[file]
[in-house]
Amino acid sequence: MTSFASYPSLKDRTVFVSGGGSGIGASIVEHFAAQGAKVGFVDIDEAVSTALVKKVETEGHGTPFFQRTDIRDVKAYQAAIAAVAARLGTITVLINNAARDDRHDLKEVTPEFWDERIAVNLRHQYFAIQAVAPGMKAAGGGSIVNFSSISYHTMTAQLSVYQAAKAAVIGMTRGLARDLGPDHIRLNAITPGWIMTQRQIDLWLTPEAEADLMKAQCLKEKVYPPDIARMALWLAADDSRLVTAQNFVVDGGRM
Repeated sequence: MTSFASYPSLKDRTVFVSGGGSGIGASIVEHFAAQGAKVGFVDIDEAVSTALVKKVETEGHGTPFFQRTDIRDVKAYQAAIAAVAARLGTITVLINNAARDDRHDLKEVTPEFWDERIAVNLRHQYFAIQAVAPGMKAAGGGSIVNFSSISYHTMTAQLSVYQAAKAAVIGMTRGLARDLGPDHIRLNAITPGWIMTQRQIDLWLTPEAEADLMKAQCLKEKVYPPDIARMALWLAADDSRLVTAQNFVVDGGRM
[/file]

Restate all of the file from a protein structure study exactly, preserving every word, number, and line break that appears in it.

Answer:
[in-house]
Amino acid sequence: MTSFASYPSLKDRTVFVSGGGSGIGASIVEHFAAQGAKVGFVDIDEAVSTALVKKVETEGHGTPFFQRTDIRDVKAYQAAIAAVAARLGTITVLINNAARDDRHDLKEVTPEFWDERIAVNLRHQYFAIQAVAPGMKAAGGGSIVNFSSISYHTMTAQLSVYQAAKAAVIGMTRGLARDLGPDHIRLNAITPGWIMTQRQIDLWLTPEAEADLMKAQCLKEKVYPPDIARMALWLAADDSRLVTAQNFVVDGGRM
Repeated sequence: MTSFASYPSLKDRTVFVSGGGSGIGASIVEHFAAQGAKVGFVDIDEAVSTALVKKVETEGHGTPFFQRTDIRDVKAYQAAIAAVAARLGTITVLINNAARDDRHDLKEVTPEFWDERIAVNLRHQYFAIQAVAPGMKAAGGGSIVNFSSISYHTMTAQLSVYQAAKAAVIGMTRGLARDLGPDHIRLNAITPGWIMTQRQIDLWLTPEAEADLMKAQCLKEKVYPPDIARMALWLAADDSRLVTAQNFVVDGGRM